Best Practices for New Real Estate Fund Managers to Prepare for an Efficient Audit
November 01, 2019
By Tami Davidman
For funds going through it for the first time, a financial audit can seem intimidating. Below are some best practices to make the audit process more efficient.
- Schedule a call with the audit team and administrator during the third quarter. This will allow all parties to be on the same page in terms of deliverables and timing for both interim and year-end procedures.
- Hold a meeting towards the end of the third quarter to discuss updates to the fund that have occurred during the year. This would include any new investments or any capital closes.
- If an unusual transaction occurred during the year, don’t wait for fieldwork to discuss with your auditor. It’s better to discuss with your auditor up-front so that you can gather sufficient audit evidence to support the transaction. For instance, for fund managers who had previously operated on a deal-by-deal basis but have now been organized into a fund structure, they may get permission to transfer the interest in some of those joint venture investments to the fund. In this case, fair value would have to be determined not only at year-end but also the date that the transfer occurs. By discussing this up front with the auditor, expectations can be better understood and the fund manager will be able to obtain an appraisal or other audit evidence at the date of the transfer and won’t be scrambling to put something together months after the fact.
- Set up weekly calls with your auditor and administrator once fieldwork starts. This will allow the auditor to highlight the most significant open items and what needs to be provided to keep the audit moving.
- The auditor will prepare a request list which will then be updated with any further requests or open items. If you’re not sure about an item, before spending time preparing support reach out and go over it with the auditor.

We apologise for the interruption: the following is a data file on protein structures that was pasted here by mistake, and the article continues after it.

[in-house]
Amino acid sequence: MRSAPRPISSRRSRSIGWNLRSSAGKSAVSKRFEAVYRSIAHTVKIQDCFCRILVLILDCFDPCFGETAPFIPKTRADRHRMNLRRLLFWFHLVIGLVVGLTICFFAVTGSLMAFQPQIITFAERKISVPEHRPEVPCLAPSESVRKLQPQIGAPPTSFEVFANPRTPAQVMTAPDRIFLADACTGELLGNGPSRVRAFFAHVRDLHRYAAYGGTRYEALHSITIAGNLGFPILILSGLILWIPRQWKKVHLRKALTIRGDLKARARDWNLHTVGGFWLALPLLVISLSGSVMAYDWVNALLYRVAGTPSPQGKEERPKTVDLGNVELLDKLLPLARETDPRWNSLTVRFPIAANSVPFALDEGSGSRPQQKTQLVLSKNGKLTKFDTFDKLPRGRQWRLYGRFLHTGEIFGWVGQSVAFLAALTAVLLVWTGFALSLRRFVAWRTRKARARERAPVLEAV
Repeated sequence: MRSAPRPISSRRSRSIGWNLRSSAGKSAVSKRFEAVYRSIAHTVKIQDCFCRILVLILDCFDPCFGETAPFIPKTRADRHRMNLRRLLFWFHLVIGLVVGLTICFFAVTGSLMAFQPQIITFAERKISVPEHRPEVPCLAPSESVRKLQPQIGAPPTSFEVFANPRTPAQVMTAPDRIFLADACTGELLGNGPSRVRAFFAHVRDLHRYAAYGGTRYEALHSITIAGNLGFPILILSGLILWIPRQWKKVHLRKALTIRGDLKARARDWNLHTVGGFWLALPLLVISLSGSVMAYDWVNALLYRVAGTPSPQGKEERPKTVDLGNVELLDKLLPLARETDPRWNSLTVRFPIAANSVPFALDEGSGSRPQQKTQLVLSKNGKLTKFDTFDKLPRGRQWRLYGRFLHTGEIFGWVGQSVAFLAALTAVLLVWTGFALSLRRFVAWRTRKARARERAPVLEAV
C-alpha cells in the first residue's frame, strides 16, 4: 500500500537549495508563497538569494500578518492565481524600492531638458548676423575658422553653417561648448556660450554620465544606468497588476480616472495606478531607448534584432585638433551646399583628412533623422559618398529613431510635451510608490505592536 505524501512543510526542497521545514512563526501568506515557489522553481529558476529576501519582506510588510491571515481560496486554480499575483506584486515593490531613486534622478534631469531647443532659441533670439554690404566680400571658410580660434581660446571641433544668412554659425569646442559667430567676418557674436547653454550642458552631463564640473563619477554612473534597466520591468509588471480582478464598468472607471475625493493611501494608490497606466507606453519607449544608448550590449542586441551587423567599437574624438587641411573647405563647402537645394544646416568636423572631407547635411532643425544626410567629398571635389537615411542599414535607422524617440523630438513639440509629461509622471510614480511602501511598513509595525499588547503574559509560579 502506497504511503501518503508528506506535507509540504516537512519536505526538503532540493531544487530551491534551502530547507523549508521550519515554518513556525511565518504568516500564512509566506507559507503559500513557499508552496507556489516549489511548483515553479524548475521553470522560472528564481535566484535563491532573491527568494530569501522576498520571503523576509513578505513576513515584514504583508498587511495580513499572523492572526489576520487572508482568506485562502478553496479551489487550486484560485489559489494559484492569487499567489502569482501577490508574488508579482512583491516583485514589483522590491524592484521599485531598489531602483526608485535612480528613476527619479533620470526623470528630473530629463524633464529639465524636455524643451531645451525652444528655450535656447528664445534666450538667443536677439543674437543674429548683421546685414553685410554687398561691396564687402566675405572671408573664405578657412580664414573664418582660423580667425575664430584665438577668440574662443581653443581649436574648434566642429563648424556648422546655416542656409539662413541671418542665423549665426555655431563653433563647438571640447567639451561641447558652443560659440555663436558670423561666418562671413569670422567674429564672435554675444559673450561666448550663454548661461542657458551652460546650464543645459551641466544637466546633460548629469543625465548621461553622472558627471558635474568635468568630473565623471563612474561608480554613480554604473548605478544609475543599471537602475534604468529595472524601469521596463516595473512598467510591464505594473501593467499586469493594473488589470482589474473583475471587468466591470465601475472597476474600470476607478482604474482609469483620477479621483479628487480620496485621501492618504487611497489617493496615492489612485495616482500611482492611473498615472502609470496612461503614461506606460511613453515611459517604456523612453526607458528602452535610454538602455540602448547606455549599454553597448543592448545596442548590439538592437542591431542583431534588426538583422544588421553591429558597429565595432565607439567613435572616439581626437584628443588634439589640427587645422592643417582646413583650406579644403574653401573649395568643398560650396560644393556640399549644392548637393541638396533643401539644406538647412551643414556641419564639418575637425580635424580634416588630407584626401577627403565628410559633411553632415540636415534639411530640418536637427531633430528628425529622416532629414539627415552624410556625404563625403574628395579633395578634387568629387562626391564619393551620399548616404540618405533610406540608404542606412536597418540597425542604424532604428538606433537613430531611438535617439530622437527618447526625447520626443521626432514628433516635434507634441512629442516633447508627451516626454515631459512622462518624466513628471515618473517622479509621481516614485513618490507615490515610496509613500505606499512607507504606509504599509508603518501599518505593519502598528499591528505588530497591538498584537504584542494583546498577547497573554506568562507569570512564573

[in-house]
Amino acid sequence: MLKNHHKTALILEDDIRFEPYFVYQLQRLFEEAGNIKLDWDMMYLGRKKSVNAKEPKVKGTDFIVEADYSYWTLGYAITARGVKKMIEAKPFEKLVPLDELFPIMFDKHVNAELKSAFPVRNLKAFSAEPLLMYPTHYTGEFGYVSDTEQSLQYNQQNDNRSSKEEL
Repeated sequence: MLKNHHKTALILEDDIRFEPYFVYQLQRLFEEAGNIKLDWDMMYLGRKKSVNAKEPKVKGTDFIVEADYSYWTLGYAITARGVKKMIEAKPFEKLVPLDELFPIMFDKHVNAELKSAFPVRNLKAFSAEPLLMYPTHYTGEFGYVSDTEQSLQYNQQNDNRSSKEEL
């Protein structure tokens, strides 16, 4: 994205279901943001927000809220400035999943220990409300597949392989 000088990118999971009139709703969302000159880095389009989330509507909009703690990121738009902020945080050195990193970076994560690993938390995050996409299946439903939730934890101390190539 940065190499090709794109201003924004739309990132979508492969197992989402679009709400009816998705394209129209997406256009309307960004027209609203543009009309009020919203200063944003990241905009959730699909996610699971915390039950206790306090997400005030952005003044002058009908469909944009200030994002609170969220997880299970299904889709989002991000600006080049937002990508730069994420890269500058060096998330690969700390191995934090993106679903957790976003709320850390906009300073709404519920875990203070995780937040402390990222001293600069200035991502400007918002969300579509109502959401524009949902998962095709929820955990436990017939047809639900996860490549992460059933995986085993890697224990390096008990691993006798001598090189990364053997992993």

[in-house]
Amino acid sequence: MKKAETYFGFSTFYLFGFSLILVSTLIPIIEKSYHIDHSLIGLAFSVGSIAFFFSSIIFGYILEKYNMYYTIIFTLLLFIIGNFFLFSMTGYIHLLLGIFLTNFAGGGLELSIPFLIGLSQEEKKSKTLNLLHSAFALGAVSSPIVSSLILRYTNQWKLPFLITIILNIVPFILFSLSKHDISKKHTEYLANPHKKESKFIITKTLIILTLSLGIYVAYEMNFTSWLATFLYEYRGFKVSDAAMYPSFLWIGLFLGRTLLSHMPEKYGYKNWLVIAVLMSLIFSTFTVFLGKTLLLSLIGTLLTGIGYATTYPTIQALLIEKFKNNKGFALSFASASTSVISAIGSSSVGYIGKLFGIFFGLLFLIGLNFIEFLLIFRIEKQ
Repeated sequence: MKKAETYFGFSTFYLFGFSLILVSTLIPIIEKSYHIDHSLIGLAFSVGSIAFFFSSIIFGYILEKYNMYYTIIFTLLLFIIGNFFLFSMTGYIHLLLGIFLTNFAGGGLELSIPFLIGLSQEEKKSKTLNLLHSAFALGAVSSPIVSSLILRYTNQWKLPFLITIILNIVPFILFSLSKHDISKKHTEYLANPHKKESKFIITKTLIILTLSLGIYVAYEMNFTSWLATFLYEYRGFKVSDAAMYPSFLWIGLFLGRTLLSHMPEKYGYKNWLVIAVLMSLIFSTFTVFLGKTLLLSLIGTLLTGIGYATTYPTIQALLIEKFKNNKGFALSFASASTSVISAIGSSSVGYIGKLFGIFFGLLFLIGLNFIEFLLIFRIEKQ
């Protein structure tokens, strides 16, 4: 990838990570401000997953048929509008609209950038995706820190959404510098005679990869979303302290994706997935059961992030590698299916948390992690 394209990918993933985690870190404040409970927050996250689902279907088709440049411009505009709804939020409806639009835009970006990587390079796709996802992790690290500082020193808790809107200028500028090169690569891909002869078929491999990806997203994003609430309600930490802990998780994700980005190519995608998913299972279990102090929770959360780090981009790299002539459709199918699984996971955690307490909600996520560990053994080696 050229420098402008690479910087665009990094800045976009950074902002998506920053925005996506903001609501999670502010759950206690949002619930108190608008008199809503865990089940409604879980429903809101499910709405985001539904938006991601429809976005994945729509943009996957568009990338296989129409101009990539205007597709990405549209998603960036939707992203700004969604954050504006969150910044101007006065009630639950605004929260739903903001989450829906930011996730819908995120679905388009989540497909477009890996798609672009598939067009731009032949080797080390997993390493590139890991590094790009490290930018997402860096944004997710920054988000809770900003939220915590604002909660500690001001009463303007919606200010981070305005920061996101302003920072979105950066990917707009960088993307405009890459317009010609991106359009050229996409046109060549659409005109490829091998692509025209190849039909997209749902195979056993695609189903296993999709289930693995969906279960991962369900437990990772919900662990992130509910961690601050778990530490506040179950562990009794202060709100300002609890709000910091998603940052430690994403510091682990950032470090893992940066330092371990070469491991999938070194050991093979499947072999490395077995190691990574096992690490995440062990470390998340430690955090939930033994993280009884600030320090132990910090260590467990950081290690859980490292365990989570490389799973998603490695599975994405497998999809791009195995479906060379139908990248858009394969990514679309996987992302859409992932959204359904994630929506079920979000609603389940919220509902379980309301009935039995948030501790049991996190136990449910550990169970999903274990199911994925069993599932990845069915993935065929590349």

- Discuss your valuation policy with the auditors ahead of time. Understand what the auditors will expect as part of the valuation package at year-end. This may include a write-up on the investment as well as any valuation models used. The auditors will also expect the information used to support the inputs to these models, such as appraisals, management budgets, and/or a list of comparable properties used as part of the analysis.
- One of the procedures typically performed during an audit is sending confirmations to third parties. This process involves the auditor requesting and obtaining direct communications from third parties verifying information provided by you during the audit. For instance, on a real estate debt fund, confirmations will be sent to counterparties requesting that they confirm key terms of loans including principal balance and interest rates. The auditor will provide the templates and a list of confirmations that need to be prepared and will also mail them out, but you will be asked to follow up on any of the confirmations not returned timely. Once the audit begins, request that the audit team send you weekly updates on open confirmations so you can follow up on them and not wait until right before your expected report date. The earlier the confirmations are received the better, so that if discrepancies are identified they can be resolved and not hold up the audit completion.
The most important thing is keeping open lines of communication. The more that things are discussed up front, the less surprises there will be during fieldwork and the smoother the audit process will be.